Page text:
Making connections, it seems, has never been simpler. Music can be composed in collaborations that bridge continents without the contributors ever having to meet anywhere other than cyberspace. So it goes with The Fragmented Orchestra, artist Jane Grant, composer/musician/physicist John Matthias and BAFTA-winning composer/sound designer Nick Ryan’s winner of the PRS Foundation’s 2008 New Music Award, which forms the crux of this exhibition designed for ‘expanding and re-booting music; hacking and re-wiring into the normal way of listening and performing’.
What this means in actuality is a room full of 24 speakers, each networked to locales ranging from Tramway’s Hidden Garden in Glasgow and The Thainstone Centre in Inverurie, closer to home and at Everton’s football ground Goodison Park in Liverpool, The Millennium Stadium in Cardiff, London’s National Portrait Gallery, the Kielder Observatory in Black Fell, Northumberland and other public sites chosen for their sonic particulars. With a wallmap pinpointing where each speaker is plugged in, the desired effect is of an aural global village, where everyday ambience combines to create a kind of anthropological mass. Depending, of course, on what, of anything, happens to be going on. At its peak, one imagines the criss-crossing cacophony might resonate enough to engulf the space. Sometimes, though, it’s quietude that counts for more.
More reflective is Energy Suite, a largescale film-based installation in Gallery 2. Created by video artist Hambi Haralambous, composer Andy McCluskey and designer Peter Saville, Energy Suite cuts to the heart of industrial north-west England by focussing on the architecture, (and morality?), of five electricity generating power facilities.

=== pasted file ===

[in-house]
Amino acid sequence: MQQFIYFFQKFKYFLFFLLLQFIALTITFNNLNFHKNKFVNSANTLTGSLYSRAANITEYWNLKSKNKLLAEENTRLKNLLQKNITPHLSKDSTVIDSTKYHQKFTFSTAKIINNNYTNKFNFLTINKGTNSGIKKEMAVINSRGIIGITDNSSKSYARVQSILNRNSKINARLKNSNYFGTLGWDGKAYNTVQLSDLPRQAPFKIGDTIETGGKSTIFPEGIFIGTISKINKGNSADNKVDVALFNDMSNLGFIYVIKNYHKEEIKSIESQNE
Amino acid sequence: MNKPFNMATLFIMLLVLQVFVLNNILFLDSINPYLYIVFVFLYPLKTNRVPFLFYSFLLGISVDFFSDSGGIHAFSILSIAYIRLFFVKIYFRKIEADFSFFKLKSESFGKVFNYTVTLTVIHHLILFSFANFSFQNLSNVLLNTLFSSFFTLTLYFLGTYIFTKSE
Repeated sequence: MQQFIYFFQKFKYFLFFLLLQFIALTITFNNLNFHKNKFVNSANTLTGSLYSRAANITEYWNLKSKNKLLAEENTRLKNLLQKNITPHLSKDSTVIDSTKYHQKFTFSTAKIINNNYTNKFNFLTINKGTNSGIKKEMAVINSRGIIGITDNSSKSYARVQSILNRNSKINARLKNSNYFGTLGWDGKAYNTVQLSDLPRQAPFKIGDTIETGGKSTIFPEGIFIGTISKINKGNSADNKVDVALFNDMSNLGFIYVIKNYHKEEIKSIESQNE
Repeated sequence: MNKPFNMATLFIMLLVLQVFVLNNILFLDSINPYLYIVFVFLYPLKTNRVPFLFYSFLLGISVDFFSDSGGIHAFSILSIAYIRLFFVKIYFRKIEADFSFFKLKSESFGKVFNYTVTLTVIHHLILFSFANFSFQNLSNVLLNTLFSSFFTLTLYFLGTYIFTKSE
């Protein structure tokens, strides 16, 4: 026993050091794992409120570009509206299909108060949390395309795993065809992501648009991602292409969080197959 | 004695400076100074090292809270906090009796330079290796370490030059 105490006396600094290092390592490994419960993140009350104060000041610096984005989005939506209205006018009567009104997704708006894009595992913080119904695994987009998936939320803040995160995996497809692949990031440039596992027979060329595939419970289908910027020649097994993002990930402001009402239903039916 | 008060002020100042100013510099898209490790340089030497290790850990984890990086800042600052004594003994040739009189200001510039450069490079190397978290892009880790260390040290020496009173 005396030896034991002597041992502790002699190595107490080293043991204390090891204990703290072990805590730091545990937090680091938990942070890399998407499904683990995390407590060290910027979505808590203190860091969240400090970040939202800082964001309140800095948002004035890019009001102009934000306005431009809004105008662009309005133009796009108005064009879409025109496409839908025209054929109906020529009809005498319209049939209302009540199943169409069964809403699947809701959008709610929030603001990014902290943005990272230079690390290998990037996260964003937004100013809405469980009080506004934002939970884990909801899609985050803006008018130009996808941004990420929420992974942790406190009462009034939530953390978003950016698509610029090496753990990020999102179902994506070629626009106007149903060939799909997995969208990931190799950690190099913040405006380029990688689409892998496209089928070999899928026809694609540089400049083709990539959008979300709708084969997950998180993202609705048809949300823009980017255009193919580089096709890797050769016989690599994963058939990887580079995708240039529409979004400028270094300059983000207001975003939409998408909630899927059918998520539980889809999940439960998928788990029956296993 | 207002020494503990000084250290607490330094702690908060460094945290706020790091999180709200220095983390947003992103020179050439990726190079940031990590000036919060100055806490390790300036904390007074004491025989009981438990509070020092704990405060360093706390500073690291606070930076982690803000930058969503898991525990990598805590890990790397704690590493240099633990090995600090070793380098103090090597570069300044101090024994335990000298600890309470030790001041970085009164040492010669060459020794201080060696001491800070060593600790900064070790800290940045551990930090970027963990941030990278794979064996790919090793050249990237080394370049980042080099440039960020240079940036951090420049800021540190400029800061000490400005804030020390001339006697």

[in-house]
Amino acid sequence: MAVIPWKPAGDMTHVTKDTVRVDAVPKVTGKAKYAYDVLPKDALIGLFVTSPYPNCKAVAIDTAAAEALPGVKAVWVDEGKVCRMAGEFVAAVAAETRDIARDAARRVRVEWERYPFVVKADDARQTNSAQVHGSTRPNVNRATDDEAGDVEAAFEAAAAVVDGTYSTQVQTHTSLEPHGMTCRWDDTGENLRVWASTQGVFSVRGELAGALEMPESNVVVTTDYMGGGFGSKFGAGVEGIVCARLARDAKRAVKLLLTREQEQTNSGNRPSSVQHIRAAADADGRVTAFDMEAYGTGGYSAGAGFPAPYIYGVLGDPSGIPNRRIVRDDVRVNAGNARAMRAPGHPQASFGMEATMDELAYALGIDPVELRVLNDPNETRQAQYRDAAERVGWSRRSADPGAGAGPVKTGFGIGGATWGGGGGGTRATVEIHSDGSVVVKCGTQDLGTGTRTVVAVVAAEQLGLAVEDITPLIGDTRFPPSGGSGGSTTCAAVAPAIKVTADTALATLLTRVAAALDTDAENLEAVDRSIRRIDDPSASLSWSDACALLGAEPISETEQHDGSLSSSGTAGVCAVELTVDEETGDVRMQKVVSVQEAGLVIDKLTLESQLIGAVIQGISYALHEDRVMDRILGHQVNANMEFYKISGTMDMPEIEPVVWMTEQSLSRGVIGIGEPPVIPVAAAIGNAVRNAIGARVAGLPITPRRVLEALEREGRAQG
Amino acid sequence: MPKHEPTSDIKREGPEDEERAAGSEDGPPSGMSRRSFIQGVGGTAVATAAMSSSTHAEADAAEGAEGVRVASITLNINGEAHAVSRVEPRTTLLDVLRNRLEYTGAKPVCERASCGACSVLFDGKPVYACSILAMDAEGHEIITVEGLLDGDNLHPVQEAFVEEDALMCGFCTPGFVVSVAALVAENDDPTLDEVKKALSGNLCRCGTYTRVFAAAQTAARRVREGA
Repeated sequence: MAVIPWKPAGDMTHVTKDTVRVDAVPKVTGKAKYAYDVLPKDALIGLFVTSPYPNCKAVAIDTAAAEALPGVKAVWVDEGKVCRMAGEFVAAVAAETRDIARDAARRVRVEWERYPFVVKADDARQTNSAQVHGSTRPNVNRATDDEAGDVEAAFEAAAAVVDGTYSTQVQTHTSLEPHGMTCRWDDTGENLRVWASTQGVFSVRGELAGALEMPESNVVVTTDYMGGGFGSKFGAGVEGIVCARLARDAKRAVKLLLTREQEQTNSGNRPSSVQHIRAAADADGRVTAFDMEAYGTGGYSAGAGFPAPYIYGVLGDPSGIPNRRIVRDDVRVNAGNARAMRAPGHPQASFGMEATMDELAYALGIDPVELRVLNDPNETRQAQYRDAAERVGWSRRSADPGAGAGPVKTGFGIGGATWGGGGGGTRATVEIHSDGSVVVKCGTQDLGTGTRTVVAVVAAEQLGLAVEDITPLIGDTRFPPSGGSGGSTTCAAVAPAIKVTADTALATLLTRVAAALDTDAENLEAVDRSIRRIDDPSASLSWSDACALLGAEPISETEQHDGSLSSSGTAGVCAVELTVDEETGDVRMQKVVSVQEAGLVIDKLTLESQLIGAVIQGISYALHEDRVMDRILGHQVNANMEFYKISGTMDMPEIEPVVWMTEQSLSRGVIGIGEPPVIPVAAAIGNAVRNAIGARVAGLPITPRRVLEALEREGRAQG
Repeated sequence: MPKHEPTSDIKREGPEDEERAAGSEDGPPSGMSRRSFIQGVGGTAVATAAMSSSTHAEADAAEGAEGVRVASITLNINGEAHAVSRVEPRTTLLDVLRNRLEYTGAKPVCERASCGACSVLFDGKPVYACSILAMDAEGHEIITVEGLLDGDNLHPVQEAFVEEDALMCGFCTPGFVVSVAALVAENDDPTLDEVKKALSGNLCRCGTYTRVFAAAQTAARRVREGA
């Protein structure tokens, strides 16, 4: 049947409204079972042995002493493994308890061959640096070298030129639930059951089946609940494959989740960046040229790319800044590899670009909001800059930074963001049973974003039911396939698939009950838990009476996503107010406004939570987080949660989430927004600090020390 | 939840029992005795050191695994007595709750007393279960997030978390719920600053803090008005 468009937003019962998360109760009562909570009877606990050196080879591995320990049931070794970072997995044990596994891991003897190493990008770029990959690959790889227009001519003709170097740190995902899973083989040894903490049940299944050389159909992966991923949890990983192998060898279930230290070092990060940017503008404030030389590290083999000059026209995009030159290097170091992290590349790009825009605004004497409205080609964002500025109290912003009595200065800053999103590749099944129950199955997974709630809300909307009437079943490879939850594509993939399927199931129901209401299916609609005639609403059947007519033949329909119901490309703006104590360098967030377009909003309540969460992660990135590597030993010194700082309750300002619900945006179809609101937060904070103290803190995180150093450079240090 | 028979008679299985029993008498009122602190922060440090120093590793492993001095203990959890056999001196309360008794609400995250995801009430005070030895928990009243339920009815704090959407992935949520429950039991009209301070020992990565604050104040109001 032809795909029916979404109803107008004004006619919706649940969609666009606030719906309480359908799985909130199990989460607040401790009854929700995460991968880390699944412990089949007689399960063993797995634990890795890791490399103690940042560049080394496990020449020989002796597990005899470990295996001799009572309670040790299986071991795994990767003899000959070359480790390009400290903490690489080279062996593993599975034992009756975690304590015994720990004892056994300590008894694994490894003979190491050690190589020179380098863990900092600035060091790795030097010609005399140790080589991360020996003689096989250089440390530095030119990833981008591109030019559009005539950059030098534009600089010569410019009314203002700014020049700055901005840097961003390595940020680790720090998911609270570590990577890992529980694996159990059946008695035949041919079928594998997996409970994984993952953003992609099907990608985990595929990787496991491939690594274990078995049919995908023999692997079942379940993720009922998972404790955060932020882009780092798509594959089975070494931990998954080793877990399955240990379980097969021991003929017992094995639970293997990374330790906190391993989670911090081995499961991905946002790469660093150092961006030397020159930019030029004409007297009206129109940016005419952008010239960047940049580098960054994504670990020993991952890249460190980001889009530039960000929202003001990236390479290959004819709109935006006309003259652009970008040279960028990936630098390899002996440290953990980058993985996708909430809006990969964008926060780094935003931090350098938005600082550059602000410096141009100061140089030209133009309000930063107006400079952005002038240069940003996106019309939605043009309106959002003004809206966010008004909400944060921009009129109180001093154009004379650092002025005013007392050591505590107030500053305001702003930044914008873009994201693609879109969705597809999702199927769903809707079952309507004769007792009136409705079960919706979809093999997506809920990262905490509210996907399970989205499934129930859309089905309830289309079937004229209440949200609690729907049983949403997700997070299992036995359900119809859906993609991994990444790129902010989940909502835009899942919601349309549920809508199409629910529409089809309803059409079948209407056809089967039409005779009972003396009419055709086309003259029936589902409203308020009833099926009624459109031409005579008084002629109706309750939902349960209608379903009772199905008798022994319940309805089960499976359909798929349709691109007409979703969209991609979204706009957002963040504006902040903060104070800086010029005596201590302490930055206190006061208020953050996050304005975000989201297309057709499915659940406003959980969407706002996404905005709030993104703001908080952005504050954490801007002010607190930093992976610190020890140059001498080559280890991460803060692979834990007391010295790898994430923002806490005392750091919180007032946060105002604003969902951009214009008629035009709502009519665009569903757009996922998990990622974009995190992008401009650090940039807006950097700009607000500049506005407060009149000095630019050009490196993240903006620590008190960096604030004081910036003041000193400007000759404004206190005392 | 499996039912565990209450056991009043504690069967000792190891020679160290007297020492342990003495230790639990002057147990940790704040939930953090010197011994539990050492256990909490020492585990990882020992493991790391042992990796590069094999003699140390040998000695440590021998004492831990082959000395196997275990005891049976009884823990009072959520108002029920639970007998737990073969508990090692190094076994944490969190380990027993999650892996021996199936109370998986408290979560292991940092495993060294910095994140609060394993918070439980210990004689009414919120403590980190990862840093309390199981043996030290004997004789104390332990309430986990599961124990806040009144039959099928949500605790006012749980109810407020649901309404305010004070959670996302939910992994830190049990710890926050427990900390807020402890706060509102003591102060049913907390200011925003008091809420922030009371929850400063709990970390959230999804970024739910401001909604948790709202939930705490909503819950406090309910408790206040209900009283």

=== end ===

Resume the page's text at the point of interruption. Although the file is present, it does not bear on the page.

With one big screen at its centre and three smaller ones angled off, the film is divided into its elemental parts as we move from Coal to Gas, Water, Air and Nuclear. The result is a visual and aural hymn to power at its purest level, as well as to manufactured monuments kept out of view other than their roadside façades.
Led by McCluskey’s melancholic score, there are shades too of a more urban, constructed but equally monolithic Koyaanisqaatsi, Godfrey Reggio’s astonishing film which so mesmerically married a whirlwind of rural and city-scapes to Philip Glass’ dizzying score. Here, however, there’s a desolate, flesh and blood free grandiosity at play, as if each building continued to function unscarred after some future shock apocalypse as imagined by Michelangelo Antonioni.
All three artists significantly cut their creative teeth in the 1980s, Haralambous as front-man of Liverpool band Hambi and the Dance, McCluskey as one half of Scouse electronic romantics OMD, whose most haunting work was a song about Stanlow oil refinery, and Saville of course as Factory Records in-house designer.
Now, as then, classicism looks like the space-age in this lovingly epic homage.
Neil Cooper is a writer and critic